George W. Bush unlikely to help Microsoft appeal

As the Microsoft trial wound down to its inevitable conclusion--guilty on virtually every charge--last Spring, some analysts began musing about a future Republican presidential administration that could conceivably lob a final blow at the departing Clinton administration and simply throw out the case, reversing Judge Jackson's decision. And as the summer months waned, this eventuality became more possible as George W. Bush ran neck and neck with Democratic challenger Al Gore in the polls. So now that the closest election in U.S. history is behind us, and George W. Bush is our president elect, analysts are once again musing over the possibilities for Microsoft. Will Bush come to the software giant's aid?

Antitrust experts think not. There are political reasons for this, of course, but as Microsoft's appeal drags out over months and then, possibly, years, it's quite likely that much of its sentence will be reversed, or that its guilty verdict will indeed be overturned. The Microsoft of today isn't exactly a hollow shell compared to the industry giant that faced Judge Jackson in 1999, but it has certain lost a lot of its luster. Microsoft's stock price is languishing in the $50 range, far below its high of almost $120 a year ago. And few software companies admit to fearing Microsoft as they have in the past.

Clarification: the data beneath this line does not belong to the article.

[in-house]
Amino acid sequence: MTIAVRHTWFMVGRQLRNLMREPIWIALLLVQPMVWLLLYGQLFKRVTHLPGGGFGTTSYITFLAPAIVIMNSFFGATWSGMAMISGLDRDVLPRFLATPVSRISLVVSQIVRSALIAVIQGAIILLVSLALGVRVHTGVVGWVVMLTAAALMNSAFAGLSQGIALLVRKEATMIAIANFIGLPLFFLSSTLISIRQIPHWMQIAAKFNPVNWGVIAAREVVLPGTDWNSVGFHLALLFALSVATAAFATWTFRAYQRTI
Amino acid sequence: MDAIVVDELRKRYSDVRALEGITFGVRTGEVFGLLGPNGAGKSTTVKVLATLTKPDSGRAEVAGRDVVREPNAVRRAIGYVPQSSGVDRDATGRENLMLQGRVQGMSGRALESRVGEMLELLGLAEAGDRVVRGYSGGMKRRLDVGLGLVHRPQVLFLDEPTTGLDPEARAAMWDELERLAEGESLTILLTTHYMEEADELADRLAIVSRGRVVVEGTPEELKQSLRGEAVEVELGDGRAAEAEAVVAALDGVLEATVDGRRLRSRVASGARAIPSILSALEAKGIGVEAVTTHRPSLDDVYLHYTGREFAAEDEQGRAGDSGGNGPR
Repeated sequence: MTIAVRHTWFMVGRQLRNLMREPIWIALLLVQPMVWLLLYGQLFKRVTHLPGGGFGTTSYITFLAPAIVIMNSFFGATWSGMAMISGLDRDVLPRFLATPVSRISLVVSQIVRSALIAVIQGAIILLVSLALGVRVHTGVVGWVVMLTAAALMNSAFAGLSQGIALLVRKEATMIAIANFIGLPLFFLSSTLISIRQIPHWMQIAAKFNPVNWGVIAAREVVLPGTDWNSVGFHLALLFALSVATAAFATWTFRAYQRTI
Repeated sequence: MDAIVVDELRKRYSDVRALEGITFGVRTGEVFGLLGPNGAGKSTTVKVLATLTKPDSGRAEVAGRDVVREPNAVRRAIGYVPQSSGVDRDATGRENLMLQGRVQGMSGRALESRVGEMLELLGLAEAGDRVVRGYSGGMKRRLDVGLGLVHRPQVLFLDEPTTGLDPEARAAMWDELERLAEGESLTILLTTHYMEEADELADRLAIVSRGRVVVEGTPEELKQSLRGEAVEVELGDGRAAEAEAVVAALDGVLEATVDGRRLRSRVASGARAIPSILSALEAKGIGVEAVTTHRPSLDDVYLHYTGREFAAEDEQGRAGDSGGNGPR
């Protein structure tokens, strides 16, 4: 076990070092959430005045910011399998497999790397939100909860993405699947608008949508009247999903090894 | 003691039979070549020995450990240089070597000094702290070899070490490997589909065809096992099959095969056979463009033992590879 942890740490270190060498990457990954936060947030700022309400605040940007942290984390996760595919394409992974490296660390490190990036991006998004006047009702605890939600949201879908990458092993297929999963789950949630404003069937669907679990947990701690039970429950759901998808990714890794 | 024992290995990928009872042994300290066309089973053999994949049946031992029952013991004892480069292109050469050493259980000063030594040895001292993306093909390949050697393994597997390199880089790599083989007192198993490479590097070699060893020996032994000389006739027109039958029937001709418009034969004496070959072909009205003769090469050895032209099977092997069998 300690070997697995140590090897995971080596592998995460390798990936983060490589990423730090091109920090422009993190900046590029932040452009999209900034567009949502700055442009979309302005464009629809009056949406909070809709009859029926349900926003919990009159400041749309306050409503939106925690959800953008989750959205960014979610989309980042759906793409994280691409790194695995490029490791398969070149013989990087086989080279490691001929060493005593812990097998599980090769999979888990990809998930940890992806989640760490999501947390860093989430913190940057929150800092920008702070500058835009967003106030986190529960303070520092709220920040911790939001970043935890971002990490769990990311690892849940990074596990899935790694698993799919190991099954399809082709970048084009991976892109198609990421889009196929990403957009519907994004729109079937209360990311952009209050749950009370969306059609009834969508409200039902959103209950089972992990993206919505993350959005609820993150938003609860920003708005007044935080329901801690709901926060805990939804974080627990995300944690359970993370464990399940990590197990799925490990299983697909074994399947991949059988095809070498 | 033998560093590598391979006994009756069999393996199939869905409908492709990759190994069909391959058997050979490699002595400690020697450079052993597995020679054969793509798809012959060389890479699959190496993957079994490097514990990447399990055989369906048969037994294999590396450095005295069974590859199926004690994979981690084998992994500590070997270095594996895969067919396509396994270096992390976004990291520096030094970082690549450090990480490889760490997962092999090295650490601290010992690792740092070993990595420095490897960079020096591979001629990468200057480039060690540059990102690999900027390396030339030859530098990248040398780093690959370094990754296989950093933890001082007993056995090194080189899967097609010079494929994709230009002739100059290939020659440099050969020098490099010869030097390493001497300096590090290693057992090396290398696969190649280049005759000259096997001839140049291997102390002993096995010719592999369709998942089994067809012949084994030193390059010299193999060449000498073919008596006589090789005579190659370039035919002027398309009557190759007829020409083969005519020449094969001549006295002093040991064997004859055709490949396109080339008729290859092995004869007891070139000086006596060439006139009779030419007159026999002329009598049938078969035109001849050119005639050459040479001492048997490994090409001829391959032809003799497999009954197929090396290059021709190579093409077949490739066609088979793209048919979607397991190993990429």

Bush has other problems to deal with as well. He lost the popular election and squeaked into office with a slim legal victory that will be debated for generations to come. Bush will probably want to pick his battles carefully as he attempts to garner bipartisan support for a shaky mandate. So political rational aside, it is really the Appellate Court that holds the key to Microsoft's fate, a fact that won't change when Clinton leaves office. And as Microsoft hoped, the court is proceeding quite slowly, helping the company rush its next-generation .NET software out the door in the unlikely event that a breakup rendered those plans impossible. The company may indeed find that it has a friend in the U.S. government, but that friend is unlikely to be George W. Bush

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